West
TSA Blog Team

GSOLTSO said...

I have seen no prohibitions on ratcheting straps. It is not on the prohibited list, and I have never seen a passenger not be able to take it with them.

West
TSA Blog Team

Chip and Andy said...

"...Liquid explosives are a viable threat.

West
TSA Blog Team'

Except they aren't.

The 3-1-1 rules don't reduce the binary explosives risk even slightly.

Your implementation of the 3-1-1 rules actually increase the risk. Try this..... You take part A into the security line, get to the rubbish bin and toss your bottle in. Get to the nudie-scanners with a knife or something and say you will leave the thing in you car. You now have part B in a bottle, which you toss in the same rubbish bin. The very rules TSA has invented have made the situation more dangerous for the travellers.

You are welcome to stick your head in the sand, you are welcome to ignore my opinion since I am just some guy on the internet. You are foolish to ignore me because if I can dream up this attack vector as just some guy on the internet imagine how much worse it could be when someone with actual criminal intent puts some time and consideration into the idea.

To put it another way... If liquid bombs were a viable threat why haven't they been used elsewhere in the world? TSA only annoys US travellers, there are plenty of airplanes in use elsewhere in the world.

Boldly said...

I take it that you have no problem with TSA disposing of those liquid bombs in common trash bins right at the checkpoint where hundreds of people are lined up? you are correct. The cool thing about liquid bombs is they don't blow up on their own. They need help. To your point, they don't ban liquids because they believe they are bombs. They ban them because the only way to insure no liquid bombs get on a plane is to ban them all except those needed for medical purposes. Those they test. They couldn't possibly test everyone's water. Thus the best solution is to ban it. I'm good with that.

No liquid bombs have made it on to airplanes, you are right about that, but the reason is because there are no liquid bombs. bojenko plot, read up on it.

Either there is a threat or there is not and TSA's handling of potential liquid bombs demonstrate clearly that there is no threat. I think I addressed it above.

Wintermute said...

I've seen precisely ONE TSA "expert" demonstrate a liquid explosive, and, even I lab conditions, he had difficulty causing a catastrophic explosion. I will take the absence of proof over a moderator's word on this any day.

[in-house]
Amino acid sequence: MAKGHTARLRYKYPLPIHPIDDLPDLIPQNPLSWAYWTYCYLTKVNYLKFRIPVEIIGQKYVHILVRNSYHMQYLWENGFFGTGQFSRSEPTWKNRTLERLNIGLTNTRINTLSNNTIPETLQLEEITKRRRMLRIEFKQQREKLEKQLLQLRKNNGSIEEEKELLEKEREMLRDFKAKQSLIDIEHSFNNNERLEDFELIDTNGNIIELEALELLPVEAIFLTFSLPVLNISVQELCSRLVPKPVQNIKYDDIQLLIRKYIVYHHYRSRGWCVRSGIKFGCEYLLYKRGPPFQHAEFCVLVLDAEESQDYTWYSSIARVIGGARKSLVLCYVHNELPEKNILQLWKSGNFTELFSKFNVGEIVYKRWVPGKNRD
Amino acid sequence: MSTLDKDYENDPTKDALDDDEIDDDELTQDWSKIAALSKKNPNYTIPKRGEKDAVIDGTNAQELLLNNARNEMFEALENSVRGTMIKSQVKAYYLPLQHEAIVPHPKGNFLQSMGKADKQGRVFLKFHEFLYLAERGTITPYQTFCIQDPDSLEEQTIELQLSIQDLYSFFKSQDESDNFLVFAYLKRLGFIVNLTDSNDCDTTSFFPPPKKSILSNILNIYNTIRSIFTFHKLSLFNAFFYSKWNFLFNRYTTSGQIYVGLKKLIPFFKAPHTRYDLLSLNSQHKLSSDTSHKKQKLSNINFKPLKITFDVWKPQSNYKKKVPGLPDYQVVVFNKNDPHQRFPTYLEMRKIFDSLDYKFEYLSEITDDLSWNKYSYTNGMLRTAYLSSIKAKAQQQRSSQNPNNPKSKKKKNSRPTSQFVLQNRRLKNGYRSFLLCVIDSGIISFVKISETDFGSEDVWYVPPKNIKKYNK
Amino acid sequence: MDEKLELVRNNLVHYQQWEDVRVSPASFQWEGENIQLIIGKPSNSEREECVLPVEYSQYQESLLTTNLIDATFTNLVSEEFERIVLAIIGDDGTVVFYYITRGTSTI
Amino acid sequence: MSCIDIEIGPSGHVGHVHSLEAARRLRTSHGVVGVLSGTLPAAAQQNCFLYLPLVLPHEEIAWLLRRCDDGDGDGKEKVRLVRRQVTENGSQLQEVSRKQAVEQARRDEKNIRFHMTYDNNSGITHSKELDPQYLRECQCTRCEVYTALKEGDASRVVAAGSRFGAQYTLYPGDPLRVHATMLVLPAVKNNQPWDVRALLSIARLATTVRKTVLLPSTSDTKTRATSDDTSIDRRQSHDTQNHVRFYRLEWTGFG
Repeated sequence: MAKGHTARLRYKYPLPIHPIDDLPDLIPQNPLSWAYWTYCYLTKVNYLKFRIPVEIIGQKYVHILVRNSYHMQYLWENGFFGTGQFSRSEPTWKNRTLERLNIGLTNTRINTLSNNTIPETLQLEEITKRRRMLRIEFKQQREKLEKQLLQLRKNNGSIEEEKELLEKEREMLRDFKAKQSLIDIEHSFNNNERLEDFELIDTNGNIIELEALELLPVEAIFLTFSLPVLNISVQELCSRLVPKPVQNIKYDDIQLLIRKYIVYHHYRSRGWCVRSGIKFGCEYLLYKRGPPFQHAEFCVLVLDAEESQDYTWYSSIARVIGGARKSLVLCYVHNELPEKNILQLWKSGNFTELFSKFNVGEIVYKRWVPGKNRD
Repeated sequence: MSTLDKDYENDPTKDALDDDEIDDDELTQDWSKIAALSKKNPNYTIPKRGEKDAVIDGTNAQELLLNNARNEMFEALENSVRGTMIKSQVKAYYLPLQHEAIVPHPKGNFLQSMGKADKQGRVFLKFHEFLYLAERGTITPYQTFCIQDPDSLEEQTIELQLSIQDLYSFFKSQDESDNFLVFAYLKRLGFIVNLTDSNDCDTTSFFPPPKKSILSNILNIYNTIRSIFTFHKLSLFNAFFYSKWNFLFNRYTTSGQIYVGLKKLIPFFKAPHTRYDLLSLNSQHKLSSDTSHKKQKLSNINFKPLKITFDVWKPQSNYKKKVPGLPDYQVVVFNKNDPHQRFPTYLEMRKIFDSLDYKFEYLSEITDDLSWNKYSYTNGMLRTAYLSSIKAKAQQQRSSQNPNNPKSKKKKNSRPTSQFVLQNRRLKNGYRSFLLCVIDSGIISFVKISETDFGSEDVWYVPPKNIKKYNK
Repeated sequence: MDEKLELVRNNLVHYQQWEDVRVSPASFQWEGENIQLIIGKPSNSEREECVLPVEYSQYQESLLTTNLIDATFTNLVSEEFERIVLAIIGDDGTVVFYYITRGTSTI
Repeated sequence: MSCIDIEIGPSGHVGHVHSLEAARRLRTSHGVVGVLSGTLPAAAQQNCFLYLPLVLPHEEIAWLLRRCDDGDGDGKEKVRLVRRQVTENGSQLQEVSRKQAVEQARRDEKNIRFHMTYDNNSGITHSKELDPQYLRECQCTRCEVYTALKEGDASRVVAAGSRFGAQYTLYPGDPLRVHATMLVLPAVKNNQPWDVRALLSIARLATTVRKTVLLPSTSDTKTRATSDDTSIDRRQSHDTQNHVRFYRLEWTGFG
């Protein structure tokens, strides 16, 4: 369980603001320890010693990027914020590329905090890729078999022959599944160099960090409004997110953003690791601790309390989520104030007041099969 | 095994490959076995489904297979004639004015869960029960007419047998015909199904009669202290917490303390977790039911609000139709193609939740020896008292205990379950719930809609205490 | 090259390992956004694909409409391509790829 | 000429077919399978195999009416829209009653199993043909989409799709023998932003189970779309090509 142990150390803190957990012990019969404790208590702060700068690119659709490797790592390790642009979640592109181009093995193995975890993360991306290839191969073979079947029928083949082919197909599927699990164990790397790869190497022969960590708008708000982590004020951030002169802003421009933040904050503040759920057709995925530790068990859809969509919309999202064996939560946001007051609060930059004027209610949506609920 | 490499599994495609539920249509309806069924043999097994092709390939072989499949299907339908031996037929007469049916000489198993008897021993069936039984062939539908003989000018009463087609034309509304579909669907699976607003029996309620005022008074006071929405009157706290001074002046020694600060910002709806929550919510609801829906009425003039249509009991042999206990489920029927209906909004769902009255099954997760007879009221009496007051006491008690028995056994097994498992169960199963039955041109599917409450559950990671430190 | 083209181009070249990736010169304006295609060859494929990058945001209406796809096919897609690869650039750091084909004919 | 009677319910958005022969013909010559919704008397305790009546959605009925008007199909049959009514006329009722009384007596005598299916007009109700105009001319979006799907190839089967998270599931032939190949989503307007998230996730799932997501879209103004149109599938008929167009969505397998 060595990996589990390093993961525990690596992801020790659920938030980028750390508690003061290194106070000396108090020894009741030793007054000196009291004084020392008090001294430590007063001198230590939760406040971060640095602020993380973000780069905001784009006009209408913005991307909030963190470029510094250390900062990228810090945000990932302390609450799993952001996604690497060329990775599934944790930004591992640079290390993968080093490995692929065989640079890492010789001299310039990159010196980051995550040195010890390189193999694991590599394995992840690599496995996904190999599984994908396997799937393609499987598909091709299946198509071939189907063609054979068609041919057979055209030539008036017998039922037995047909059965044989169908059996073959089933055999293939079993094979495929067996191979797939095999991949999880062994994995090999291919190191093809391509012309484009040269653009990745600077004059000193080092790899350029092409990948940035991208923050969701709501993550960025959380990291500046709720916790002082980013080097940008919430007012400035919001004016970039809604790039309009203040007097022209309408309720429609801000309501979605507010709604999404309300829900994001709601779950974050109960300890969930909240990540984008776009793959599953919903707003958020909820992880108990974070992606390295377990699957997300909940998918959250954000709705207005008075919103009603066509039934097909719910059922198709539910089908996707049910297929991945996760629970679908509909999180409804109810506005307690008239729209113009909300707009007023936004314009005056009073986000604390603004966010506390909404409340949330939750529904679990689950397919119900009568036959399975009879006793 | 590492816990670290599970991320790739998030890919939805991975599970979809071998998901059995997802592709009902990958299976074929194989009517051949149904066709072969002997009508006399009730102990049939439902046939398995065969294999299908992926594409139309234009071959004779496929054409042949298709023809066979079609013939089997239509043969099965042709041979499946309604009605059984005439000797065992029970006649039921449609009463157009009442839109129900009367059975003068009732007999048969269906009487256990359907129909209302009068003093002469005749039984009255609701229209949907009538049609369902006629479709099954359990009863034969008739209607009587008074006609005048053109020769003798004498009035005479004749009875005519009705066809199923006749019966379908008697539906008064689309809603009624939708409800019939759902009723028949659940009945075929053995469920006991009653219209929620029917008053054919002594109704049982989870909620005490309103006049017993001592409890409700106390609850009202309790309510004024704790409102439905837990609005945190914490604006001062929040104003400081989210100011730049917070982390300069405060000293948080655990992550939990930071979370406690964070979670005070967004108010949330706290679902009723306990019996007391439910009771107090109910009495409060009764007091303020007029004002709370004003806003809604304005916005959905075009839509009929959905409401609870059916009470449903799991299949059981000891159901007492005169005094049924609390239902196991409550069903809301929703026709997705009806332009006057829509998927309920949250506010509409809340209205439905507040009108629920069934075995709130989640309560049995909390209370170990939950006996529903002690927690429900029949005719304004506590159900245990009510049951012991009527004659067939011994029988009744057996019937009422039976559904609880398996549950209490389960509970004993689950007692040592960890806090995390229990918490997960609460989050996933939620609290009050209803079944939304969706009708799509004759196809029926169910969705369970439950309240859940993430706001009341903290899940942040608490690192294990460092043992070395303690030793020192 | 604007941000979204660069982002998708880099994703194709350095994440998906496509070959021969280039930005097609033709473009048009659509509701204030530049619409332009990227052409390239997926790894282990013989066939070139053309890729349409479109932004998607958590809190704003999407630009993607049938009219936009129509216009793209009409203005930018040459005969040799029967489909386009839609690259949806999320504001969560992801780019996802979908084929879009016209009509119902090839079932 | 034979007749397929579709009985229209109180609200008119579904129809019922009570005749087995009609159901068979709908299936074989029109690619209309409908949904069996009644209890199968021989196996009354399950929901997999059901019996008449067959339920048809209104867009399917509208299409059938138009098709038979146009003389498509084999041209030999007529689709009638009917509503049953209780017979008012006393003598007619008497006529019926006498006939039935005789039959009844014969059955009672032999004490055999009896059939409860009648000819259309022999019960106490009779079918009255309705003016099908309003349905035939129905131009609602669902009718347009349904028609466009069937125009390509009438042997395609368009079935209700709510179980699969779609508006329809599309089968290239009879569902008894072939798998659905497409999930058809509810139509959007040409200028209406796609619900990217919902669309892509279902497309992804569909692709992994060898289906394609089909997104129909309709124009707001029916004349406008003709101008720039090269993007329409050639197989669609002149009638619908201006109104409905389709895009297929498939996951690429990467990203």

Boldly said...

It was 2 when Boldy said it ;) But, using his logic on all topics about anything except this, how do you know only 7 people care? Did you interview everyone in the country to get their opinion, or did you maybe just make that completely up?

as with most "facts" the nay sayers post here, it is completely made up and based on no actual evidence.

RB said...

GSOLTSO said...
Liquid bombs are a viable form of explosives. It has been demonstrated by explosive experts all over the world. Our local explosives experts have also confirmed that liquid explosives are a viable threat for aviation. I will take the statements, testimony and demonstrations of world renowned explosive experts, and the local guys that have 50+ combined years of explosive disposal, construction, controlled demolitions, underwater demolitions, and military and LEO EOD service - over the word of the posters here. Again, just saying something over and over does not make it a fact, it makes it repetitious. I have posted commentary, official info from HQ, and even videos from experts from other countries. Liquid explosives are a viable threat.

West
TSA Blog Team

October 2, 2016 at 2:50 AM
...................
Show some evidence of a one part liquid explosive bomb that can be carried through a checkpoint, take the knocking about that is likely to happen, and is stable enough not to blow up the checkpoint.

When you are done with that show evidence of a two or more part liquid bomb that can be mixed and made ready of the sterile side of the checkpoint without any equipment to control temperature or other factors while mixing.